How does it feel to win something you don’t deserve, receive something you didn’t earn, or get what you want (in an underhanded way)? Contrast that with the exhilarating feeling of overcoming a big challenge, attaining success through hard work, or leaving a legacy that makes you proud. Do you live an honorable life?
The greatest reward of success isn’t the money or acclaim;
it’s the confidence and self-respect that success brings with it.
Do you care more about accumulating riches that impress others or about living a life that makes you proud? Living with honor strengthens self-confidence, boosts self-respect, and offers peace of mind. So why do some folks care about being honorable while others couldn’t care less?
10 Types of Shameful Behavior
If people know the difference between right and wrong, why do some folks disgrace themselves? Here are 10 types of shameful behavior.
Being greedy. Some people are selfish. They don’t care how they treat people — all they care about is themselves.
Being lazy. Some folks want the good things in life but aren’t willing to work hard for them. They cut corners or look for shortcuts to get what they want.
Feeling envious. Some people envy others’ success — despite the sacrifices that were made to secure that success and its rewards. They feel justified in getting what they want by hook or by crook.
Being phony. Some folks distort facts, withhold information, or lie to get what they want. The fact is, people in the right never fear the truth.
Being untrustworthy. Some people are way too quick to make commitments and too quick to abandon them.
Feeling defeated. Some folks refuse to accept responsibility for their misfortune — after all, “The system is broken,” they say. So they look for ways to game the system.
Being money-hungry. Some people are obsessed with power and prestige. They don’t give a hoot how they win, as long as they get what they want.
Acting entitled. Some folks think success isn’t something you earn. They believe everyone should be rewarded equally — regardless of whether they deserve it.
Being delinquent. Some people get away with unacceptable behavior and think they can repeat the offense again.
Being a zealot. Some folks are fanatics. They don’t care how they attain their goals. To them, the end always justifies the means.
How to Be Honorable
It takes a conscious and concerted effort to become an honorable person. Here are 10 significant areas of your life — with suggestions to help you stay on course.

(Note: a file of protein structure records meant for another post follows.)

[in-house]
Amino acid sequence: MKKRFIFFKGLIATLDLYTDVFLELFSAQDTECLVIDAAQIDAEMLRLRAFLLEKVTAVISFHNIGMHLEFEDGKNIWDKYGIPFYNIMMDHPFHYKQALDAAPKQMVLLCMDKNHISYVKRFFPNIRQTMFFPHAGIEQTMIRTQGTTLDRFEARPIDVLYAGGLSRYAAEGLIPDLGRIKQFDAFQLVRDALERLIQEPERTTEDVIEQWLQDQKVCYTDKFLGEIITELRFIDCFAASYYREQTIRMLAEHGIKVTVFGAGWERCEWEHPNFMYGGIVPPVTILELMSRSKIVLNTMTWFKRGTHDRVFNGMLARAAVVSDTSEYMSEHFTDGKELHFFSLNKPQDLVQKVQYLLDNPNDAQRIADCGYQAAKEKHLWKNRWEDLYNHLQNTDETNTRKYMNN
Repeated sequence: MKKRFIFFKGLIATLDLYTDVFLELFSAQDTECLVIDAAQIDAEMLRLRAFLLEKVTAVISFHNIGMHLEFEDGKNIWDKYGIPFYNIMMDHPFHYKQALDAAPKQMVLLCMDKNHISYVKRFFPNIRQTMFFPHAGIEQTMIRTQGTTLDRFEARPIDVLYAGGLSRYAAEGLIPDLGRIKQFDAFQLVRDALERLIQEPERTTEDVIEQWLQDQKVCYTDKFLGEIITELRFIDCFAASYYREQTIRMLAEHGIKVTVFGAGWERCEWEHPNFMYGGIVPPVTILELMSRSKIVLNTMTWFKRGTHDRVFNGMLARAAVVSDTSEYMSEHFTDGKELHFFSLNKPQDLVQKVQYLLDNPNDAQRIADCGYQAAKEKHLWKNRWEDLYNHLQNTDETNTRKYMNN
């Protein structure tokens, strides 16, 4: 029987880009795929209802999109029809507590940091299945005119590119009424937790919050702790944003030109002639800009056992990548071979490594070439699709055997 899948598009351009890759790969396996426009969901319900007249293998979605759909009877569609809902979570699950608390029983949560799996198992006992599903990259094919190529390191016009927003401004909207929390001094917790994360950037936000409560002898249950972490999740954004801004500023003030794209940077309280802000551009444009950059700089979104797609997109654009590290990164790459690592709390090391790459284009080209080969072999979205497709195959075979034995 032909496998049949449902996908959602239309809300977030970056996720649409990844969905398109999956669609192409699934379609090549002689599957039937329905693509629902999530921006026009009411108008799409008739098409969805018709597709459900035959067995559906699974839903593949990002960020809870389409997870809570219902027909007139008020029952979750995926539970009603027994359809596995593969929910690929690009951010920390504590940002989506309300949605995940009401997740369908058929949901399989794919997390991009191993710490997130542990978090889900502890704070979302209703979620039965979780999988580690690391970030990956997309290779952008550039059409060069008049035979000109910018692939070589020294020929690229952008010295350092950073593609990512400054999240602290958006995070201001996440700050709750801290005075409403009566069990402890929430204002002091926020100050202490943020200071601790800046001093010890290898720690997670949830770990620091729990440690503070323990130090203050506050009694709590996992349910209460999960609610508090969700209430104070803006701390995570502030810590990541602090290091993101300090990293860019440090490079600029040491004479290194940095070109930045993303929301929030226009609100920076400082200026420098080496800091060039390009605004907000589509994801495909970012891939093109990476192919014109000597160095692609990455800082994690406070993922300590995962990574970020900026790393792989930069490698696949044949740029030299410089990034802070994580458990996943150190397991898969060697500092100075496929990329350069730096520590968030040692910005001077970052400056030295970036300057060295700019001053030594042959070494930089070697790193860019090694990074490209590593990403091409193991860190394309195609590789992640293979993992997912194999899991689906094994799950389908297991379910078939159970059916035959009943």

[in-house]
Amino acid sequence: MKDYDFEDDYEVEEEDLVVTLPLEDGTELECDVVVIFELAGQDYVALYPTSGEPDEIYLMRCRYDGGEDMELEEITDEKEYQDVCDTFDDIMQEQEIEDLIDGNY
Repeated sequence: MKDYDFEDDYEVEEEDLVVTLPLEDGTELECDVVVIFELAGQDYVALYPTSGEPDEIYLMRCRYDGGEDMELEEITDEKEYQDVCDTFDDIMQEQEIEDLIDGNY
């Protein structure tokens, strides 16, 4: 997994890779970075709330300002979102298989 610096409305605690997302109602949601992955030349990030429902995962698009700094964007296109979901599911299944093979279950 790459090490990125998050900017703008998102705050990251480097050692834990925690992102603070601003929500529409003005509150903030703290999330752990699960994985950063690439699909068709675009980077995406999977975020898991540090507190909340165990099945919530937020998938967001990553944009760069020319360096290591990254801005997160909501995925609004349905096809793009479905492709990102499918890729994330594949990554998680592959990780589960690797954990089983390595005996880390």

Parenting. Be actively involved in your children’s lives, expose them to activities that reinforce good values, and look for teachable moments.
Influencers. Top-notch people have strong moral character, live a virtuous life, and bring out the best in you. Do your friends and colleagues bring out the best — or the worst — in you?
Role models. Role models represent the epitome of excellence. They raise your game by demonstrating behavior for you to emulate. Choose your role models wisely.
Culture. The music you hear, the movies you watch, and the video games you play affect your mindset and seep into your subconscious. Watch what you eat and how you feed your mind.
Education. There’s only one investment that will never go down — an investment in yourself. Embrace the value of continuous improvement and lifelong learning.
Personal growth. Developing your mind and your talents shouldn’t be limited to formal schooling or work experience; you can gain just as much from playing a sport or learning to play a musical instrument. Performing the activity well isn’t what counts — it’s the know-how gained from the encounter.
Positive reinforcement. Living for a cause greater than yourself is a worthy mission. This goal can be reinforced by attending a house of worship, volunteering within your local community, joining a values-based organization, or being a mentor.
Mindset. Some people feel powerless or blame scapegoats for setbacks. They believe they can’t affect their personal situation — so they stop trying. If you don’t believe in yourself, why should anyone else?
Self-examination. Make time to do some soul searching.
Live with Honor: For Your Own Good
Some people feel that honor and integrity are important. Others don’t. So they rationalize, thinking “I’m under pressure to perform,” “The rewards are worth it,” or “It’ll only be this time” to justify their behavior. Folks who take what they don’t deserve, mistreat people, or cheat to get what they want are only hurting themselves.
The real prize for living with integrity is making yourself proud. You can take great pride in knowing that you held yourself to a high standard and never compromised your ideals. You didn’t choose the easy route, but you preferred the honorable way. You fought hard to attain your dreams, but you did so with dignity and grace. In so doing, you brought honor to your family, you earned respect from your friends, and most importantly, you did yourself proud. Bravo!
Do You Live an Honorable Life?
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